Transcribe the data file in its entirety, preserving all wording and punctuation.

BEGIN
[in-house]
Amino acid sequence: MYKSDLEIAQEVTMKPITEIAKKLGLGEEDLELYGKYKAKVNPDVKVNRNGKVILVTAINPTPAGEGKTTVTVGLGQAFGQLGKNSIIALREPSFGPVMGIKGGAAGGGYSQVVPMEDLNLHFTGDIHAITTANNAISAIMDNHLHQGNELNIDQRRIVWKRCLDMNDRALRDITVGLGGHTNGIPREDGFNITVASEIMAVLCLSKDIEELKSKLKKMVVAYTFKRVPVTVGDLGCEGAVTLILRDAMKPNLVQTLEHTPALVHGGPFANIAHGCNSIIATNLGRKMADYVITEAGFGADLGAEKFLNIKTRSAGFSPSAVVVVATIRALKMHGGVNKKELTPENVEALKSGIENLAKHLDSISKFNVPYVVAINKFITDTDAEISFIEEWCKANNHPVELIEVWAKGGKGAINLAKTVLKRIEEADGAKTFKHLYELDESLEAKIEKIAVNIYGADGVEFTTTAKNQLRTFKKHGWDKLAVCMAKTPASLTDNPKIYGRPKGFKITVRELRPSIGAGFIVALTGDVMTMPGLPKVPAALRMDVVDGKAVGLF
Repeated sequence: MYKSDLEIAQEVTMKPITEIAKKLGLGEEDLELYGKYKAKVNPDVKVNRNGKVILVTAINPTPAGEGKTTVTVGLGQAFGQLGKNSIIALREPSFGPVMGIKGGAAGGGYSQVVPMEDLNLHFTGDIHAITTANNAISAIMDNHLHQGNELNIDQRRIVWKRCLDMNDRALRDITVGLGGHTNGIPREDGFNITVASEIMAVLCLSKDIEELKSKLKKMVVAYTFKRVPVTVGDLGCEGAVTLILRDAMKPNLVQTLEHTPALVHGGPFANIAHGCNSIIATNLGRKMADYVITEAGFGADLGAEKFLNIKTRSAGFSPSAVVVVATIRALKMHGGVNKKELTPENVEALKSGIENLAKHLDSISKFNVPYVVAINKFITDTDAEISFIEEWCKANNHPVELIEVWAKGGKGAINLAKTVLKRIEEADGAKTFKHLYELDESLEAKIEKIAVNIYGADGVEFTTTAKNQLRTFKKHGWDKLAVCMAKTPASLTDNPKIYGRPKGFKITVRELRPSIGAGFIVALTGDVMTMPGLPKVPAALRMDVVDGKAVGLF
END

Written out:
[in-house]
Amino acid sequence: MYKSDLEIAQEVTMKPITEIAKKLGLGEEDLELYGKYKAKVNPDVKVNRNGKVILVTAINPTPAGEGKTTVTVGLGQAFGQLGKNSIIALREPSFGPVMGIKGGAAGGGYSQVVPMEDLNLHFTGDIHAITTANNAISAIMDNHLHQGNELNIDQRRIVWKRCLDMNDRALRDITVGLGGHTNGIPREDGFNITVASEIMAVLCLSKDIEELKSKLKKMVVAYTFKRVPVTVGDLGCEGAVTLILRDAMKPNLVQTLEHTPALVHGGPFANIAHGCNSIIATNLGRKMADYVITEAGFGADLGAEKFLNIKTRSAGFSPSAVVVVATIRALKMHGGVNKKELTPENVEALKSGIENLAKHLDSISKFNVPYVVAINKFITDTDAEISFIEEWCKANNHPVELIEVWAKGGKGAINLAKTVLKRIEEADGAKTFKHLYELDESLEAKIEKIAVNIYGADGVEFTTTAKNQLRTFKKHGWDKLAVCMAKTPASLTDNPKIYGRPKGFKITVRELRPSIGAGFIVALTGDVMTMPGLPKVPAALRMDVVDGKAVGLF
Repeated sequence: MYKSDLEIAQEVTMKPITEIAKKLGLGEEDLELYGKYKAKVNPDVKVNRNGKVILVTAINPTPAGEGKTTVTVGLGQAFGQLGKNSIIALREPSFGPVMGIKGGAAGGGYSQVVPMEDLNLHFTGDIHAITTANNAISAIMDNHLHQGNELNIDQRRIVWKRCLDMNDRALRDITVGLGGHTNGIPREDGFNITVASEIMAVLCLSKDIEELKSKLKKMVVAYTFKRVPVTVGDLGCEGAVTLILRDAMKPNLVQTLEHTPALVHGGPFANIAHGCNSIIATNLGRKMADYVITEAGFGADLGAEKFLNIKTRSAGFSPSAVVVVATIRALKMHGGVNKKELTPENVEALKSGIENLAKHLDSISKFNVPYVVAINKFITDTDAEISFIEEWCKANNHPVELIEVWAKGGKGAINLAKTVLKRIEEADGAKTFKHLYELDESLEAKIEKIAVNIYGADGVEFTTTAKNQLRTFKKHGWDKLAVCMAKTPASLTDNPKIYGRPKGFKITVRELRPSIGAGFIVALTGDVMTMPGLPKVPAALRMDVVDGKAVGLF